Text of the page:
For five years the US and other western powers worked to unite Syria’s disparate rebel factions, combat Islamic State and broker a peace deal with Bashar al-Assad’s regime. Prospects of such a deal have all but evaporated after Russian air power crushed rebels in their stronghold of Aleppo.
Above is the Graun’s debased re-writing of recent history in its latest piece of Pentagon/Langley/GCHQ propaganda. The article itself tries to whip some sort of moral outrage out of Russia “doing a Syria” in Libya – viz Russian companies daring to make deals with Libyan oil companies, and possibly even funding the “anti-Western” forces currently battling for control of the oil fields. The tone is, of course, that Russia has no business trying to protect its own interests in the ME or anywhere, since only Western colonialists are empowered to do that.
Capturing the glittering prize of the Oil Crescent has become the focus of a bitter civil war now in its third year and US officials fear that Russia has now entered the conflict, with Haftar the likely beneficiary.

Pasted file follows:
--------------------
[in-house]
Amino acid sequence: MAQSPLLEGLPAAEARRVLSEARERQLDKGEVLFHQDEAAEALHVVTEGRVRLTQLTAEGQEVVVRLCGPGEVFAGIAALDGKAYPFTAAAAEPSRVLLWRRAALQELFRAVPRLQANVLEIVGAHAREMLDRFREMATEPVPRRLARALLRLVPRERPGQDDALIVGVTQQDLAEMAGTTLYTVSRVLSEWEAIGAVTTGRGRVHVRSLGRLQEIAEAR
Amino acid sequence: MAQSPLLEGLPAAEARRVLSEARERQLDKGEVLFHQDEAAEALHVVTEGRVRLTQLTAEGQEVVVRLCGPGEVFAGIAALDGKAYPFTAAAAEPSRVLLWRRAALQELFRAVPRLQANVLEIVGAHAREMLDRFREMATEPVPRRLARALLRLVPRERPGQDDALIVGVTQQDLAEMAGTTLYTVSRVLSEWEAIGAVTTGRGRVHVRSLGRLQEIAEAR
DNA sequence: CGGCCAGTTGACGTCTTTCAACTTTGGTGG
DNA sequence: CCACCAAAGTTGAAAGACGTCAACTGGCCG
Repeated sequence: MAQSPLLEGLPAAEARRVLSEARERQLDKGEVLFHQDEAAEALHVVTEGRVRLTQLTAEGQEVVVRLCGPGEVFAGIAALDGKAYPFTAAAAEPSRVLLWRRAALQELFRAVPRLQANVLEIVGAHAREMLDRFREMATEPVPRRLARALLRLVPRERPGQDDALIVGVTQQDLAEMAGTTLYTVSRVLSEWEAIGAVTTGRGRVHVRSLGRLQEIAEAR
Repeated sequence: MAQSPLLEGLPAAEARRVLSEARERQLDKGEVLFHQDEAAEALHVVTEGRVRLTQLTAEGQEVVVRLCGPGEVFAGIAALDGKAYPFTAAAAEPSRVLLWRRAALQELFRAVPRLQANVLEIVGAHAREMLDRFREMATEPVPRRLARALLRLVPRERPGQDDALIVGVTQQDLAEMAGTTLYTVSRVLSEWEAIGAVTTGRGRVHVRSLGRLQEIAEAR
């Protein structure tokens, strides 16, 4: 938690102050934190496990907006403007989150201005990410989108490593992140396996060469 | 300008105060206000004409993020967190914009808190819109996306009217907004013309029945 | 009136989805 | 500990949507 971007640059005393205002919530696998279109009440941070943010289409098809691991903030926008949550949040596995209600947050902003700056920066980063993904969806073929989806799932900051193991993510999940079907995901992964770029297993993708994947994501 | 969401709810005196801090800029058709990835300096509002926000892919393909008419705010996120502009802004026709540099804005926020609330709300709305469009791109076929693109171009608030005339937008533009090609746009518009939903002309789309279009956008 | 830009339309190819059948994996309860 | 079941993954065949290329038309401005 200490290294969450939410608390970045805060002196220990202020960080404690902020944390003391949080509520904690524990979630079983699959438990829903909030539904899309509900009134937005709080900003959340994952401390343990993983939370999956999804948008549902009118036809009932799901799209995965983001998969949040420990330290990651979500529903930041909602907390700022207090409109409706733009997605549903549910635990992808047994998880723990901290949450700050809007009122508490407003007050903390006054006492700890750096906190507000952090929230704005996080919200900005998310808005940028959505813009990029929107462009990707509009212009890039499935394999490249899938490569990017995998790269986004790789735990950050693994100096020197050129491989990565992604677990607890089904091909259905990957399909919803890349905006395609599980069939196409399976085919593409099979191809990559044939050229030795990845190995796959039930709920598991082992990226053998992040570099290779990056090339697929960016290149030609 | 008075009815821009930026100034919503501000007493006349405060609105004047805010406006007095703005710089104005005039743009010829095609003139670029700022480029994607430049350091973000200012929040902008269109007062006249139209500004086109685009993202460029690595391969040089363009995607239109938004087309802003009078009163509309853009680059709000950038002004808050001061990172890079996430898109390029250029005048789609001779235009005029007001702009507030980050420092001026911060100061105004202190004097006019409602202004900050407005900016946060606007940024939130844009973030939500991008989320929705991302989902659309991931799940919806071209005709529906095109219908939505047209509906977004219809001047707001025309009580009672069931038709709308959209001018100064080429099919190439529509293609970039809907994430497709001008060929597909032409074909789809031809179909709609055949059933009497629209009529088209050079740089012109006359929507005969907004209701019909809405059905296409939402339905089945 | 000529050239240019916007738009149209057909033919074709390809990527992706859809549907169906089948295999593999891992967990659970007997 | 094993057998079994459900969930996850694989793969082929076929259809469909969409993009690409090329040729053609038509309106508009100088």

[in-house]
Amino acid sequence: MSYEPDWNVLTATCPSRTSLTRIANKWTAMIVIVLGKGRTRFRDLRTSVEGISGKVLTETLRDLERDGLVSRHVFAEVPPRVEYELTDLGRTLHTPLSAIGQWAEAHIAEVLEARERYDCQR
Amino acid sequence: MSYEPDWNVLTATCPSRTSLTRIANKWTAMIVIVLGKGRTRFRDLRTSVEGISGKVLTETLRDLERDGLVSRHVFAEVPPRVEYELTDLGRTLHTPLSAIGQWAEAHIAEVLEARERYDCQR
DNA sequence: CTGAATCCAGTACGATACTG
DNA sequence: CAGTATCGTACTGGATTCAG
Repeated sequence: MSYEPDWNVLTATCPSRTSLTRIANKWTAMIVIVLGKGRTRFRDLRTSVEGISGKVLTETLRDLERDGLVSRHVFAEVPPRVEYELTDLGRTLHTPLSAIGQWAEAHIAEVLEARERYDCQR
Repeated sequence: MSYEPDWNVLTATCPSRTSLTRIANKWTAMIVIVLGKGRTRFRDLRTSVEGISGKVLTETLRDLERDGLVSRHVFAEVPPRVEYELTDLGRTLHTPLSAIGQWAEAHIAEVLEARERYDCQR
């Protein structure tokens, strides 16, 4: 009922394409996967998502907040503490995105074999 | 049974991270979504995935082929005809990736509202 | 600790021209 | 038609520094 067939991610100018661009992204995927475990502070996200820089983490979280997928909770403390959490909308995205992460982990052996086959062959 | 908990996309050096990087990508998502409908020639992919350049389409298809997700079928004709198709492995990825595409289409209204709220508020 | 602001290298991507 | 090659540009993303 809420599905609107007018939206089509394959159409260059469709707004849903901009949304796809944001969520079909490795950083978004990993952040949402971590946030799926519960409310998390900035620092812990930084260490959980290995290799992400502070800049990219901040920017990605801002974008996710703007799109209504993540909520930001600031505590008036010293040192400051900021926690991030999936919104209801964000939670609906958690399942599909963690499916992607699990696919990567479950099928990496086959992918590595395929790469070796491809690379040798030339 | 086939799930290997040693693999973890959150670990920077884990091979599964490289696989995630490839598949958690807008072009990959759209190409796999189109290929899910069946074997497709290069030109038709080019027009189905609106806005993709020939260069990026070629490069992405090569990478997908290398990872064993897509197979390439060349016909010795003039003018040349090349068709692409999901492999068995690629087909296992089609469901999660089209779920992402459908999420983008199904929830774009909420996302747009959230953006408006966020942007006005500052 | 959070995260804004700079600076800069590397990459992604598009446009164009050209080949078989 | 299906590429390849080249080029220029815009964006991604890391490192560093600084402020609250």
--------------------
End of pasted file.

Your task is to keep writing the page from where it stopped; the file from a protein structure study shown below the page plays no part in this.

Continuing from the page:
In testimony to the Senate’s foreign relations committee on Thursday, the chief of the Pentagon’s Africa command, General Thomas D Waldhauser, said: “Russia is trying to exert influence on the ultimate decision of who and what entity becomes in charge of the government inside Libya.”
As usual they think their readers have no memories and don’t recall how the “bitter civil war” actually began, or the cynical and deliberate destruction of Libyan society by NATO just six years ago, solely to enable the West to capitalise on geopolitical chaos and easy access to cheap oil. And, as usual they are wrong. Predictably the comments section is full of people balking at the grotesque extent of lies and revisionism, and either having their opinions censored or scoring “up votes” in double figures.
Par for the course.
UPDATE: The comments were closed three hours after we published this piece.
This is a response to US accuses Moscow of aiding warlord in battle for Libya oil ports in the Guardian, March 11 2017
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